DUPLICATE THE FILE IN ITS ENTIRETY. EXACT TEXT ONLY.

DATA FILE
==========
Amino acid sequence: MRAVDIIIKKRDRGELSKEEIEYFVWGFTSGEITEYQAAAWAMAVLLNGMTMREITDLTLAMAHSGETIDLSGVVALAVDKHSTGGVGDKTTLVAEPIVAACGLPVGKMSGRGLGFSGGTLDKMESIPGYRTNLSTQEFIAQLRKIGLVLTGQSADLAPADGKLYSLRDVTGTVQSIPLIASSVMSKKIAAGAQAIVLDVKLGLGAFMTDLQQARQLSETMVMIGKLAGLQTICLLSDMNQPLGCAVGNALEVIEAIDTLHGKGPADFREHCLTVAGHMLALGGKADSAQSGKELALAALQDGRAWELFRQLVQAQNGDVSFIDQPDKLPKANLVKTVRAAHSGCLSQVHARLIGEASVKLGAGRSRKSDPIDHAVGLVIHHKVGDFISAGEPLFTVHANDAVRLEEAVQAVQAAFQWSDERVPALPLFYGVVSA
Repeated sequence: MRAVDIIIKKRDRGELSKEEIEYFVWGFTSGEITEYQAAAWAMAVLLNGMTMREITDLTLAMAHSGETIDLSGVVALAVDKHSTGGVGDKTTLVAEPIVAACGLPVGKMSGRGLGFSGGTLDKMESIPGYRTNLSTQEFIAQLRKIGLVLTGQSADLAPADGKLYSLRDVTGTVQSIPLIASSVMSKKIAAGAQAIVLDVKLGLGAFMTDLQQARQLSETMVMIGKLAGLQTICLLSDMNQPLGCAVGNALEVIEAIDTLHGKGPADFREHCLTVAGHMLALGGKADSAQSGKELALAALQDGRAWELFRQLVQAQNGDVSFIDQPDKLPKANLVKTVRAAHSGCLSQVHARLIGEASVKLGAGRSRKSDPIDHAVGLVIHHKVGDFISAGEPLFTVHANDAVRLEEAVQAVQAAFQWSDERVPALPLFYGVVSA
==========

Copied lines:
Amino acid sequence: MRAVDIIIKKRDRGELSKEEIEYFVWGFTSGEITEYQAAAWAMAVLLNGMTMREITDLTLAMAHSGETIDLSGVVALAVDKHSTGGVGDKTTLVAEPIVAACGLPVGKMSGRGLGFSGGTLDKMESIPGYRTNLSTQEFIAQLRKIGLVLTGQSADLAPADGKLYSLRDVTGTVQSIPLIASSVMSKKIAAGAQAIVLDVKLGLGAFMTDLQQARQLSETMVMIGKLAGLQTICLLSDMNQPLGCAVGNALEVIEAIDTLHGKGPADFREHCLTVAGHMLALGGKADSAQSGKELALAALQDGRAWELFRQLVQAQNGDVSFIDQPDKLPKANLVKTVRAAHSGCLSQVHARLIGEASVKLGAGRSRKSDPIDHAVGLVIHHKVGDFISAGEPLFTVHANDAVRLEEAVQAVQAAFQWSDERVPALPLFYGVVSA
Repeated sequence: MRAVDIIIKKRDRGELSKEEIEYFVWGFTSGEITEYQAAAWAMAVLLNGMTMREITDLTLAMAHSGETIDLSGVVALAVDKHSTGGVGDKTTLVAEPIVAACGLPVGKMSGRGLGFSGGTLDKMESIPGYRTNLSTQEFIAQLRKIGLVLTGQSADLAPADGKLYSLRDVTGTVQSIPLIASSVMSKKIAAGAQAIVLDVKLGLGAFMTDLQQARQLSETMVMIGKLAGLQTICLLSDMNQPLGCAVGNALEVIEAIDTLHGKGPADFREHCLTVAGHMLALGGKADSAQSGKELALAALQDGRAWELFRQLVQAQNGDVSFIDQPDKLPKANLVKTVRAAHSGCLSQVHARLIGEASVKLGAGRSRKSDPIDHAVGLVIHHKVGDFISAGEPLFTVHANDAVRLEEAVQAVQAAFQWSDERVPALPLFYGVVSA